I don’t want to belittle anyone personally. I met the New York Area Regional Director of Human Resources for Macy’s and her first question was why do I want to work for Macy’s? By now, I was prepared. “ I am looking for a mutually beneficial position that will allow me to pursue my avocation of making Parades while performing a valuable service for Macy’s. I foresee returning each year as a valued and capable seasonal employee while meeting the criteria that allows me to volunteer for the Parade.” She didn’t buy it for one minute. But we did talk about my roles in other parades, especially the Tournament of Roses Parade. It occurred to me that she could have sponsored me with the stroke of a pen. Maybe it didn’t occur to her.

Martina returned and asked me to go to the kiosk to update my application with the rest of my employment history. She had an idea that she was working on and needed a few minutes.

I went to the kiosk and dutifully added all of my previous jobs. I have also added my Degree from Michigan State University in Packaging. It took about half an hour. Then I looked for other opportunities available either back in Brooklyn or at the Flagship store. I felt that I was capable of succeeding at a number of positions. I considered applying for positions of Telecommunications Manager, Logistics manager, and Elves, although I would be a singular Elf.

Once I was done, I went back and left a message at the HR Check-in desk for Martina and took my place. After about fifteen minutes, Martina called me over to one of the interview cubes. The first thing we discussed was my meeting with her Director. I told her everything that happened. She asked me if the Director offered to sponsor me. After that, she told me about the On-call position for Seasonal Support Staff. In essence, you are hired as an employee with no set hours. You get a call when they need you and if you are available, you come in and backfill the absent employee. It was perfect and I thanked her. She was going to try and set up an interview and her only advice was to “knock off the crazy parade talk.” The On-Call hiring manager was not in the building, but she promised me that I would get a call on Monday.

This was on October 2nd. I thought I had plenty of time to get hired and get into the Parade. These kinds of thoughts are very deceiving.

On Monday, I did get a call from the HR scheduler. She was very nice and seemed very sweet. She asked me if I could come in tomorrow Tuesday, at 2:00pm for an interview. This puzzled me as part of the on-line application was to check through schedule boxes to indicate your availability. I marked that I was available after 6:00pm Monday through Friday and all day on Saturday and Sunday. So I asked her if she had my application. She did. Did she see where I was not available during the weekdays for employment? She did. I told her that I was working and could not make it at 2:00pm on a workday. Then she asked me if I could come in on Wednesday at 2:00pm. I asked her if she had my application. She did. Did she see where I was not available during the weekdays for employment? She did. I told her that I was working and could not make it at 2:00pm on Wednesday either. She promised to call me back.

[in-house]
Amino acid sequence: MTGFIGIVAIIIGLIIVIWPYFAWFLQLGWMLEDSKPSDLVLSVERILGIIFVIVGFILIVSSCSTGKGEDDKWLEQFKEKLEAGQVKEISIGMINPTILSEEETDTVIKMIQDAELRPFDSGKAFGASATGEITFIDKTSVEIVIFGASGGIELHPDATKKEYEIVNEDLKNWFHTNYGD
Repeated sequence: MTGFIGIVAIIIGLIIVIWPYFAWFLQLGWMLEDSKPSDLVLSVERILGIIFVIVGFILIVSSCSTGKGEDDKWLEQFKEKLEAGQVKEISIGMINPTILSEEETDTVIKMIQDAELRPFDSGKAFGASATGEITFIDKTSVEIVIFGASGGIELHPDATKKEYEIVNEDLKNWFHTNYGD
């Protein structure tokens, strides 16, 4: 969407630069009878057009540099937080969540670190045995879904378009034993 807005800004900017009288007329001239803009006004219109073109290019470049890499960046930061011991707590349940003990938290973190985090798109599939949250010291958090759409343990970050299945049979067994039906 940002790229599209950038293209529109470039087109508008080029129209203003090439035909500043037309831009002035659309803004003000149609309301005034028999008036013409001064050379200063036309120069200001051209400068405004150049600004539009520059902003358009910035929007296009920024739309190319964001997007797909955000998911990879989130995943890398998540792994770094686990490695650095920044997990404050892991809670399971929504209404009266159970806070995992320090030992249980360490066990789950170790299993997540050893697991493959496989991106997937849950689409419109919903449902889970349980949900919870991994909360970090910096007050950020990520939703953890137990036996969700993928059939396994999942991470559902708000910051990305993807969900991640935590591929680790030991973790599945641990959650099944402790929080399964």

Which she did, the very next day. I recognized both her number and her voice. She asked me if I could come in on Wednesday at 2:00pm. I asked her if she had my application. She did. Did she see where I was not available during the weekdays for employment? She did. I told her that I was working and could not make it at 2:00pm on Wednesday. I was able to use the copy and paste function both here and on the phone. I asked her about interviewing by telephone. Nope. I asked her about interviewing after 5:00pm, on Saturday or Sunday. She would check and get back to me, but she didn’t think the hiring manager was available for interviews on any day but Tuesday or Wednesday. She would call me.

Which she did, the very next day. I recognized both her number and her voice. She asked me if I could come in next Tuesday, at 2:00pm for an interview. I asked her if she had my application. She did. Did she see where I was not available during the weekdays for employment? She did. I told her that I was working and could not make it at 2:00pm on a workday. Then she asked me if I could come in next Wednesday at 2:00pm. I asked her if she had my application. She did. Did she see where I was not available during the weekdays for employment? She did. I told her that I was working and could not make it at 2:00pm on Wednesday either. I did ask her if she remembered talking to me the day before. She did.